Our PTA adds a lot to the school. 3 discos a year, a hugely popular Christmas market, a pantomime company coming into school twice a year and a chocolate bingo easter event. These are done every year.
They raise about £15k a year, sometimes more. It's a lot of money to be able to spend on extras. We have smart TVs in classrooms, a suite of iPads, lots of outdoor toys for the playgrounds and a few other things.
It's not essential but in my experience it can really help with the extras. The plus side of not having one is that they aren't going to be asked for money.
notanetter actually most PTAs are primarily about fundraising.
Your school may combine the "parent liaison" role but that's not the norm.
Thanks everyone, really appreciate your thoughts on this. As a bit of an antisocial and time-and cash-pressed person I feel relieved to feel no major obligation to get involved in extra stuff at the school.
Some of my friends with DC at other schools (with a more affluent intake) get stressed with the constant PTA pressure for their time and money.
I think the Head at our school is super on top of the budget. The school is in an economically deprived part of our city and has made good use of its pupil premium funding from what I can tell. They link into all the local schemes and opportunities and all the LA stuff so that is all great. So the School already provides more than you could expect a volunteer parent to find out about and put the school up for IYSWIM.
However since funding arrangements are changing for PP etc and with all the LA cuts.. I was wondering if and when our school would need to start turning to parents to fundraise. Time will tell I guess.
But I wonder if lack of PTA might say something about what engagement parents and our school can have with each other.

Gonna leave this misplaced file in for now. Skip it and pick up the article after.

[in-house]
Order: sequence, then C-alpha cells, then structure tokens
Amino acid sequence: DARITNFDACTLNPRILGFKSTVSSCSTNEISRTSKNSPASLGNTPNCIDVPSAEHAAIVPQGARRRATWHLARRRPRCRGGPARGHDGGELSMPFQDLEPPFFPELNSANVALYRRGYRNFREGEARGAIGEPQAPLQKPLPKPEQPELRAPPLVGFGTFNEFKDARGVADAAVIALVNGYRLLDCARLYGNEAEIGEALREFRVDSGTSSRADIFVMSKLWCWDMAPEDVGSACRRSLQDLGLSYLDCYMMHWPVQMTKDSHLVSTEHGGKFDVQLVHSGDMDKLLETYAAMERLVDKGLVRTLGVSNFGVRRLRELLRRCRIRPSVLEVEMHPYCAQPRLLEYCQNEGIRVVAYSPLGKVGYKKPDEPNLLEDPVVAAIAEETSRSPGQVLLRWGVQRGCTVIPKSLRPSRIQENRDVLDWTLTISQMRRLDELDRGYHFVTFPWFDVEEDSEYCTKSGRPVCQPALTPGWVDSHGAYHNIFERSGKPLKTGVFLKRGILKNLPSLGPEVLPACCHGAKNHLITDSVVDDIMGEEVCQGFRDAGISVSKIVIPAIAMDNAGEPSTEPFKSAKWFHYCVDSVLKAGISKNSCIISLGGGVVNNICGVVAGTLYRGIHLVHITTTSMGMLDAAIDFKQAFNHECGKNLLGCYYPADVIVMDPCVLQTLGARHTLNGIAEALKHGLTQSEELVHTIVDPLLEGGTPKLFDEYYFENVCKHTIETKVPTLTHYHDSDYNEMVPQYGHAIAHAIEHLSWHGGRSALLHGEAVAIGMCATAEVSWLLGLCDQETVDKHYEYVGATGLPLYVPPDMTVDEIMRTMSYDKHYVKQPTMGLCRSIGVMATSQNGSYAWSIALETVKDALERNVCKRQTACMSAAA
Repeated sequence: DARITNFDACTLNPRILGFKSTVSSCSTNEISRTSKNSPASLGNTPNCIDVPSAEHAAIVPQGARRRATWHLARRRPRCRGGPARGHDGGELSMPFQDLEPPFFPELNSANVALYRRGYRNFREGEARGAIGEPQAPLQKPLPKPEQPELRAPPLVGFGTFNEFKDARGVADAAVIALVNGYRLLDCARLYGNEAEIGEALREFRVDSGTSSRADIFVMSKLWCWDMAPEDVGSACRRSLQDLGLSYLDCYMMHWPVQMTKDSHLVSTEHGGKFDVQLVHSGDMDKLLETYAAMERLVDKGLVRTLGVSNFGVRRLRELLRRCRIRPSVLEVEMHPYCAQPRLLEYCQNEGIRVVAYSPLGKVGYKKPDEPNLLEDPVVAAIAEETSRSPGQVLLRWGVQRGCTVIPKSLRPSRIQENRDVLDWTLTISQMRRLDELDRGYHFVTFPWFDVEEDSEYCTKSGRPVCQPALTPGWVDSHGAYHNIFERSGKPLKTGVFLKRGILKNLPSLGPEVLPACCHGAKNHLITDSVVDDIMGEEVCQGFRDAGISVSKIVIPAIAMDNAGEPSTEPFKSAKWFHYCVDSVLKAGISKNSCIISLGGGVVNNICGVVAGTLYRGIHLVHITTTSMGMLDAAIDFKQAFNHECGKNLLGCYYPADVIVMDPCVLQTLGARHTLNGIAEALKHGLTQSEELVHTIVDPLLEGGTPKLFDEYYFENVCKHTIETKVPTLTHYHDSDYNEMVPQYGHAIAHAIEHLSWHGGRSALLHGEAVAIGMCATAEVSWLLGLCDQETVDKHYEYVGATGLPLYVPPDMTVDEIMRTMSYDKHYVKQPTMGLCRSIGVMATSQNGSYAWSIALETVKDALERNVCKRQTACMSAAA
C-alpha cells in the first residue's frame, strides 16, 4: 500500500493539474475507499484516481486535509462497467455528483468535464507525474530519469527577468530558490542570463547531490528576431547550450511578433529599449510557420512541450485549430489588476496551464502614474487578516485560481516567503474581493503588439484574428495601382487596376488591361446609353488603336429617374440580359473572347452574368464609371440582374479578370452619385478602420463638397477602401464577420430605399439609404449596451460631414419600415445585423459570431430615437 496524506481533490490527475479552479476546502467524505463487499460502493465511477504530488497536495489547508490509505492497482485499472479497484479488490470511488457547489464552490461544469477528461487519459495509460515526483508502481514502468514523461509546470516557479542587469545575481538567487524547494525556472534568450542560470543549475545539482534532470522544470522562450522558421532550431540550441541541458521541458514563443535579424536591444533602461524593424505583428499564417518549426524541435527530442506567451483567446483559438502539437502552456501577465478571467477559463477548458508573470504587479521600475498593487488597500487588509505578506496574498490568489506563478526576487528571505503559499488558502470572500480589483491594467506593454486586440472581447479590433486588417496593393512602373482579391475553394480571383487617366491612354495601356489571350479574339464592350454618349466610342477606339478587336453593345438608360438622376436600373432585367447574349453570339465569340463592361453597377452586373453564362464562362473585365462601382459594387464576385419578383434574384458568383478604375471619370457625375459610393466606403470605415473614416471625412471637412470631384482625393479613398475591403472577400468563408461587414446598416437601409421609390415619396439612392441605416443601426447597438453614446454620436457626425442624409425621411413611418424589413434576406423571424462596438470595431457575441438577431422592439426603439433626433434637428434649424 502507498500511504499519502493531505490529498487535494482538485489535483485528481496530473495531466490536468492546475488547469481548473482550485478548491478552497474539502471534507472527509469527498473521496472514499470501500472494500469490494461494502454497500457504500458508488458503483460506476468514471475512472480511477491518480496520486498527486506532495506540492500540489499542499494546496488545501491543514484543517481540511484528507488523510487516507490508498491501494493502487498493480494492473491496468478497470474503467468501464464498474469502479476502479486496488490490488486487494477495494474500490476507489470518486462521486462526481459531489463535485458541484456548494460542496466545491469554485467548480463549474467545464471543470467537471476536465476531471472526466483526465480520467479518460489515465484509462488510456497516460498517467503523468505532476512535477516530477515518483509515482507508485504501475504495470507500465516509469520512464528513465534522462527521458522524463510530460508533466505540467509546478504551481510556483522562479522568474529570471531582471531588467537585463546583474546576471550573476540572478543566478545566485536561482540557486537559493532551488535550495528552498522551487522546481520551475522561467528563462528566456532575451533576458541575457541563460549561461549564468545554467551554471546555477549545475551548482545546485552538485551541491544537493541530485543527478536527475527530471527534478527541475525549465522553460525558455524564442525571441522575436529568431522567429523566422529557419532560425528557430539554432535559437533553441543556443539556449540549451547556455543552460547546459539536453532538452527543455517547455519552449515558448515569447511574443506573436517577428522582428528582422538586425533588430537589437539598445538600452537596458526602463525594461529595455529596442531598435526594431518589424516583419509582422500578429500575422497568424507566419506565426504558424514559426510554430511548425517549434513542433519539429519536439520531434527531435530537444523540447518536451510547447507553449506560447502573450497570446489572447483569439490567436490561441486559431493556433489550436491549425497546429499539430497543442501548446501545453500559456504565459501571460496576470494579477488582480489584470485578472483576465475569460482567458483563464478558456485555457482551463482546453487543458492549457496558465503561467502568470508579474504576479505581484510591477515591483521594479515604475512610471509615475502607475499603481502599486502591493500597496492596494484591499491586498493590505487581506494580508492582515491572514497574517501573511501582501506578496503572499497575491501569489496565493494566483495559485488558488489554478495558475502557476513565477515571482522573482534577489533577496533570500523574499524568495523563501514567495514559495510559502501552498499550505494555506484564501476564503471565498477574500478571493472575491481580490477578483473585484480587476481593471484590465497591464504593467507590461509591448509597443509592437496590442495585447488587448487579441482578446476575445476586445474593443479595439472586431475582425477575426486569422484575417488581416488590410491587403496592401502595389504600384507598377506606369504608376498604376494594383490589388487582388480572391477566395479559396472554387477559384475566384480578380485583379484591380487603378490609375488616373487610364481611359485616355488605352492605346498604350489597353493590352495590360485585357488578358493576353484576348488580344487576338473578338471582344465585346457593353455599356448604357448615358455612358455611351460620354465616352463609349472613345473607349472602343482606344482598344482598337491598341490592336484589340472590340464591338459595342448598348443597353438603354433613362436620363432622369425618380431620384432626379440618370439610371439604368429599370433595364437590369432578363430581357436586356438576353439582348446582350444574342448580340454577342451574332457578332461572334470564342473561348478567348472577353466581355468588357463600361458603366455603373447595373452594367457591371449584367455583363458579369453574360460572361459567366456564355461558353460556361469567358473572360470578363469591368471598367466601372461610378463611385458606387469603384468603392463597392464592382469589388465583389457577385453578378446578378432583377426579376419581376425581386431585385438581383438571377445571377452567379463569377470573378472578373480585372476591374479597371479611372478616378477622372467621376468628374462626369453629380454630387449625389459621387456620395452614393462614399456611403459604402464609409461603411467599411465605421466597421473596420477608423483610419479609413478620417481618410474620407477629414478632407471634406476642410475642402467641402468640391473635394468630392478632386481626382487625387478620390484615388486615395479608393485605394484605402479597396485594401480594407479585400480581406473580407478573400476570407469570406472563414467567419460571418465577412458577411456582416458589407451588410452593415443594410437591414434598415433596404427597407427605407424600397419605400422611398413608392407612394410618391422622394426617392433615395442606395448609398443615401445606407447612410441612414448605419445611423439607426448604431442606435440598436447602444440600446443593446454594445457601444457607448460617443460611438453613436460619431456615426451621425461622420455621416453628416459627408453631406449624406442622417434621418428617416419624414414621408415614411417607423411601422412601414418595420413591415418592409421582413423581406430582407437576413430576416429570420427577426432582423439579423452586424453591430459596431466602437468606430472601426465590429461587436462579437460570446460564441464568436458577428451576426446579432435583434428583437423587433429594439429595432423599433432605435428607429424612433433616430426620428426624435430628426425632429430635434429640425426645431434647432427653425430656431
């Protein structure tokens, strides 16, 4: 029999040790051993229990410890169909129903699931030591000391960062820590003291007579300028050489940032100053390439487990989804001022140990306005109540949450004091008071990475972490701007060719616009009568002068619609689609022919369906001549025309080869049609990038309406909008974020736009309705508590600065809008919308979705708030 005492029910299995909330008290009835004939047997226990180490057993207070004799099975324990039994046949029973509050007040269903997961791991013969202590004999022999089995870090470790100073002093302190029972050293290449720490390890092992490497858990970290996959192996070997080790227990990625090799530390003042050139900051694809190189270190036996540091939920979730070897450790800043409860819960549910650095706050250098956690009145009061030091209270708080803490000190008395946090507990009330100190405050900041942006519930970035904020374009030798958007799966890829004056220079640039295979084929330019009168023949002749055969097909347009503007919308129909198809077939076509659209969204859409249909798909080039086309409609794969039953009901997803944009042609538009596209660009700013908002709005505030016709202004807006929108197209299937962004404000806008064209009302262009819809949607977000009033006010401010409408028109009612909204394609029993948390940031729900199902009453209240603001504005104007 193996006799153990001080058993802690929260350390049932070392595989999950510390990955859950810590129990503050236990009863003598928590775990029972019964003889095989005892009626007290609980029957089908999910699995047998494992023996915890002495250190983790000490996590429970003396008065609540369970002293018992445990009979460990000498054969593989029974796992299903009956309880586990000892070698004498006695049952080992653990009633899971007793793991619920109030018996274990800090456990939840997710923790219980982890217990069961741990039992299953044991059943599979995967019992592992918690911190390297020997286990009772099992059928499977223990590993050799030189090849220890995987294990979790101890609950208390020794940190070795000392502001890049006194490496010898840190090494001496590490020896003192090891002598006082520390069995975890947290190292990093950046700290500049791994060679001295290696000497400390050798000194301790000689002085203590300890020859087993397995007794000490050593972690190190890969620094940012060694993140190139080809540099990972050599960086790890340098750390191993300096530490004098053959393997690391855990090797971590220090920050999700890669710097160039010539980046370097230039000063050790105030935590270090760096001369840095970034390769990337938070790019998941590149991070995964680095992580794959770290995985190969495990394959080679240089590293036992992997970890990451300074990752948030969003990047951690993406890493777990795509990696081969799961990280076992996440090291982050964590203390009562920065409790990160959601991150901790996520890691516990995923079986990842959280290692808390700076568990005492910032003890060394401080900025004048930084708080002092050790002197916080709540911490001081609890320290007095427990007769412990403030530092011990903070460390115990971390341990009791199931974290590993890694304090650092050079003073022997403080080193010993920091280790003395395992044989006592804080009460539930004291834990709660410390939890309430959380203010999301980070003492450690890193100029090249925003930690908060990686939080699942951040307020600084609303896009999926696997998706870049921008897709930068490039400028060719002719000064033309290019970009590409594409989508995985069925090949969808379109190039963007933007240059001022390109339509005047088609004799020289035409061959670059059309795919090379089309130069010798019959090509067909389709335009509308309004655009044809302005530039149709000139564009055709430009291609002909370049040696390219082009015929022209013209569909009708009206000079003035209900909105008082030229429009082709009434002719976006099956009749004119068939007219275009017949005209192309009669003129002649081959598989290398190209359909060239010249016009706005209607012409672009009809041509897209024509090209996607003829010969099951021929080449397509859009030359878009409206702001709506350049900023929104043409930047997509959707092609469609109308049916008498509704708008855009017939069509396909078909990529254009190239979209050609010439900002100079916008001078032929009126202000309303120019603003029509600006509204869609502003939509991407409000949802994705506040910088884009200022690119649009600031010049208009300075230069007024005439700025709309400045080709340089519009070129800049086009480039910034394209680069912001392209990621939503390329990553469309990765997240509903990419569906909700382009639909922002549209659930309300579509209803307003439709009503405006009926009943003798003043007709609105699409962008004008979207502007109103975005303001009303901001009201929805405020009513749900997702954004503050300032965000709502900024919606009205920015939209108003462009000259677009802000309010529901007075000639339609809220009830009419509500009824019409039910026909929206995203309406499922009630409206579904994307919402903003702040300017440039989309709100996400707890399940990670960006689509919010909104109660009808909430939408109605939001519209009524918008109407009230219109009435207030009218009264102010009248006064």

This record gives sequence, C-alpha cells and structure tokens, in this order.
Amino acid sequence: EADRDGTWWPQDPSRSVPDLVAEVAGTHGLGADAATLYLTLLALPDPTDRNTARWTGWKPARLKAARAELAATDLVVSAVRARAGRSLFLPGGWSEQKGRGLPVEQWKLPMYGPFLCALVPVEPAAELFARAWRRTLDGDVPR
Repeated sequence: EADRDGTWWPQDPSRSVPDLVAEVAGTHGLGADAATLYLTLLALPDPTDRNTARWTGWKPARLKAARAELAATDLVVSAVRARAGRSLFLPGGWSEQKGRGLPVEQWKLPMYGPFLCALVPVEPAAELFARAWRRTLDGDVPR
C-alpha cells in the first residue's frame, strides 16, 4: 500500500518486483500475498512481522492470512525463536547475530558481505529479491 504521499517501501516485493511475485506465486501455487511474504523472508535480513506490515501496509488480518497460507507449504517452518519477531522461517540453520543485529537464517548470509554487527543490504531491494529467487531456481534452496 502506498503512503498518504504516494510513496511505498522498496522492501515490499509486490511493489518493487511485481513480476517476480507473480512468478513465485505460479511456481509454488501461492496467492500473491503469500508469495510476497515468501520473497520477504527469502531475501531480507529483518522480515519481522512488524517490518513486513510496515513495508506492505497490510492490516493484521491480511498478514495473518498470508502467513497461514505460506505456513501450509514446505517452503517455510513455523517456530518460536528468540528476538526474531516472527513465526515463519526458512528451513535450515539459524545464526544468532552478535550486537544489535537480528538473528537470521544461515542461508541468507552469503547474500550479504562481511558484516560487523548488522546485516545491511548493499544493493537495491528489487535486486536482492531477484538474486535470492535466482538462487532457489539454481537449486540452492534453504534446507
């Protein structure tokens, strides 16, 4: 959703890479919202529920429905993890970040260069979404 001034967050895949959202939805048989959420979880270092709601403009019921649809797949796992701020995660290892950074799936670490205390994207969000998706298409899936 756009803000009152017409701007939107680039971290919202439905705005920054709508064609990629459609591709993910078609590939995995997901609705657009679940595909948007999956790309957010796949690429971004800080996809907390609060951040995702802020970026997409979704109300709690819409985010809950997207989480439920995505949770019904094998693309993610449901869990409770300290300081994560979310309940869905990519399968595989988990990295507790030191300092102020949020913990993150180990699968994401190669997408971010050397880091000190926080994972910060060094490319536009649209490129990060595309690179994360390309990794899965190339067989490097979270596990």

The school has no structured or formal ways for parents- especially openly and in groups/together- to raise issues. There is always lobbying a parent governor to raise something specific.. but that feels a bit different. There aren't any class parent reps for example. Is that a PTA run thing?
I was thinking a PTA might provide that kind of forum for parents to compare notes with other parents and be able to raise issues with school in a way that is expected on both sides and routinely looks for parents views but doesn't make the school feel on the defensive.
Sorry to ramble. Thanks if you read this far!
As I said upthread, it's not the norm for PTAs to provide a forum to gauge parents' views. The school may have a parents' forum, or send home questionnaires or have a "comments box" or ...
Lack of PTA may suggest lack of parent engagement or maybe just lack of someone to take it on. DD's school PTA only has about 8 members (500 children in school) but the events are well supported. The school also has a Parents' Forum, which also only has about 8 members (though I think that's largely because they meet in the middle of the day which rules out both working parents and those with small children and no on-tap babysitters!).
Normally governors should be approached after you've followed the school's complaints process. Parent governors aren't there to be a voice for parents, they are part of the team providing strategic direction for the school, not daily managing.
Thanks golf no parent forum at this school, that sounds exactly like what I was thinking might be good.
Perspicacia and NotaNetter - thanks- I'd misunderstood the parent governor role too.. I thought they were there to represent other parents.